Shell helps turn Gravity into light to increase energy access in Kenya

Shell helps turn Gravity into light to increase energy access in Kenya

Shell is continuing to highlight how global collaboration is important in the development of more and cleaner energy solutions by bringing to life another smart idea.

The company is working with an innovative energy start-up GravityLight to help provide residents living in off-grid communities across Kenya with lighting devices powered by gravity.

It is the latest step in the Shell #makethefuture campaign, which is bringing alternative energy technologies to people who need them most.

Shell and the GravityLight Foundation are for the first time bringing more than 3,000 of the company’s lighting devices to families in Kenya, where almost 80 per cent of the population live with no access to electricity.

GravityLight offers a clean, safe, affordable and reliable alternative to other fuel sources including kerosene lamps, which are used in homes by millions of families in Africa. The low-carbon innovation does not need batteries or sunlight and costs nothing to run. It works by connecting an elevated bag filled with 12kg of rocks or sand to a pulley system. Each time the weight descends to the ground it powers a generator to create 20 minutes of light.

Nigerian singer, Yemi Alade, is one of the ambassadors for the project, and is joining the 50-night tour of Kenya to highlight the benefits GravityLight will bring to families in Kenya. Alade grew up without access to energy and spent years studying by candlelight or kerosene lamp. The singer is one of six musicians who have united with Shell and the entrepreneurs to #makethefuture helping to shine a light on the need for worldwide access to more and cleaner energy. Other ambassadors involved in #makethefuture include Oscar-winner Jennifer Hudson, Brazilian singer Luan Santana, China’s Tan Weiwei, American musician Steve Aoki and Britain’s Pixie Lott. Together they created the music video: “Best Day of My Life,” to highlight the work of the campaign – which has attracted over 100 million views on Facebook alone, and topped recent viral online video charts. During her tour of Kenya, Alade will inspire people and students by visiting the homes and community centres where GravityLights are being fitted. She will also see the work of the Daraja Academy, which provides education to Kenyan girls, to spotlight how GravityLight will enable pupils in the country to study into the night. One hundred and ten girls currently study at the school which prides itself on empowering tomorrows’ leaders. Shell will be building a new science laboratory expanding capacity up to 45 students, complete with equipment they haven’t had the opportunity to use before. The laboratory will enable the students to gain a more practical experience of science and help them pursue careers within STEM. GravityLight won the Shell Springboard programme in 2015, which helped them begin to scale up their business and take GravityLight to market.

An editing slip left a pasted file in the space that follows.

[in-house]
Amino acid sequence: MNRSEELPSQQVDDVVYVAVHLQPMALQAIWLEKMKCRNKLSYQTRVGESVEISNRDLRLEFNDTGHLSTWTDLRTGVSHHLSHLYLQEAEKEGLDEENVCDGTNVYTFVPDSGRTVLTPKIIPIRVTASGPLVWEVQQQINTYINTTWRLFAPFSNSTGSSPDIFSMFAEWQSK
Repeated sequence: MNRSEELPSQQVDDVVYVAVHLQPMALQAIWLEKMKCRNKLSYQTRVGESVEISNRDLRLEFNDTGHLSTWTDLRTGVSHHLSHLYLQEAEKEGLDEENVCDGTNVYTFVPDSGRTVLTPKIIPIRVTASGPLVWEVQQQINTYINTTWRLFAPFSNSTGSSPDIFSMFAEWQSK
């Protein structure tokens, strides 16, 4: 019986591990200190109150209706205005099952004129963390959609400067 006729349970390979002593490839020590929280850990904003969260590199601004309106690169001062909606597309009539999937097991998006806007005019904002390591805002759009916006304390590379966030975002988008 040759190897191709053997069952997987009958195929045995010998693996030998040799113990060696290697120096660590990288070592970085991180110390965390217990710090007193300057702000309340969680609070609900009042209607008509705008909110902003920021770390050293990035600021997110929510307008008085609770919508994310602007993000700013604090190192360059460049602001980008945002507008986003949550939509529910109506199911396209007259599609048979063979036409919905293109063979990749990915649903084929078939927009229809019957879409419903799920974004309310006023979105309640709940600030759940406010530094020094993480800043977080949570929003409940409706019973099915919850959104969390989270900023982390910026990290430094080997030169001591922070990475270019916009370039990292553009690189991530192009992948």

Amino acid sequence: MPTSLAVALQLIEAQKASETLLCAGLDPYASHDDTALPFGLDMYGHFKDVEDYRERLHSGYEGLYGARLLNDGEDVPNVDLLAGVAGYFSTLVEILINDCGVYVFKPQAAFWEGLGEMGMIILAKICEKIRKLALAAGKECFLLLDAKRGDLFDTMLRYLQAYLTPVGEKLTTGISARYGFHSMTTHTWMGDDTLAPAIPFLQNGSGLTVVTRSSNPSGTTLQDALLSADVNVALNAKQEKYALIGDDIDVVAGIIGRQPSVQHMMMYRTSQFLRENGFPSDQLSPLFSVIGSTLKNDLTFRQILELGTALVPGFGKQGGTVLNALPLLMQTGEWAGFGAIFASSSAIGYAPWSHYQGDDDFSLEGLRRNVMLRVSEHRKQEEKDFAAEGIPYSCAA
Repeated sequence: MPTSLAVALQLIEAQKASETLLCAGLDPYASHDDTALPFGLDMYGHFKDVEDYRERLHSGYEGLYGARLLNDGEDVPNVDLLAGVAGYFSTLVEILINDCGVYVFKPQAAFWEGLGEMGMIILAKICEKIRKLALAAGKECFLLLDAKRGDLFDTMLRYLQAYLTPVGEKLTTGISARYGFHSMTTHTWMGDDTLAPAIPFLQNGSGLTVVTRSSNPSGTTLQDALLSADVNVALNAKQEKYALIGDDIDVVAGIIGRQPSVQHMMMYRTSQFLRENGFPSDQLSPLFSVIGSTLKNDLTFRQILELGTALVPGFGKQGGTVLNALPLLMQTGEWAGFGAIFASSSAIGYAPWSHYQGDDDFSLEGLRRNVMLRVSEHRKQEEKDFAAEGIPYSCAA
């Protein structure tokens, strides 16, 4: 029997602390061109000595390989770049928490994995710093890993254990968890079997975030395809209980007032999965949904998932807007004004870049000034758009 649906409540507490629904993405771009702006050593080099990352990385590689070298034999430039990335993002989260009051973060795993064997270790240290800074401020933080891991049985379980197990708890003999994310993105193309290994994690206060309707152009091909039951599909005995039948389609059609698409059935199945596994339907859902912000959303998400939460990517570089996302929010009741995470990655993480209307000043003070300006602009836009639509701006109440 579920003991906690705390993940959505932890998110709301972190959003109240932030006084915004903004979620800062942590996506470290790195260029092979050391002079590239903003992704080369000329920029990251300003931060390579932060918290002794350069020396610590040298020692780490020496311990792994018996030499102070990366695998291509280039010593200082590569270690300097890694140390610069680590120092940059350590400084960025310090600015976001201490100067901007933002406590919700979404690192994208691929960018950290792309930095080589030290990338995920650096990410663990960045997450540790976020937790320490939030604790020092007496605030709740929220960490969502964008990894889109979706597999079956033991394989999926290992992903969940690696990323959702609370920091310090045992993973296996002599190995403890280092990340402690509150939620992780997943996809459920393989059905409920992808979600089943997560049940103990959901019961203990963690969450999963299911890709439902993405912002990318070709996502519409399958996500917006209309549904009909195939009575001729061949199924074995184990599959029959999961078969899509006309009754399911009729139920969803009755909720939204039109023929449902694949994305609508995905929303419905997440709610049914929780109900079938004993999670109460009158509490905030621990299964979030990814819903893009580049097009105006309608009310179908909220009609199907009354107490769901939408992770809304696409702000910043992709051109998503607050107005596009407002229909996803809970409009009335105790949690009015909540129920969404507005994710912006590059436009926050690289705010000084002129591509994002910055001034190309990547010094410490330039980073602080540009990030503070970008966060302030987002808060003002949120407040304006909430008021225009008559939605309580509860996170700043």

Bill Gates has praised the invention as a “cool innovation”, while Time magazine named it as one of the top 25 inventions of 20135 and Forbes said the entrepreneurs behind the device were ‘set to change the world’. The next step for GravityLight will be to test an assembly line in Kenya to manufacture its product and work with local distribution networks and communities to create jobs.

Source: The Eagle on line

Date: December 2016

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Tags assigned to this article:
fossil fuelsinvestmentsrenewables

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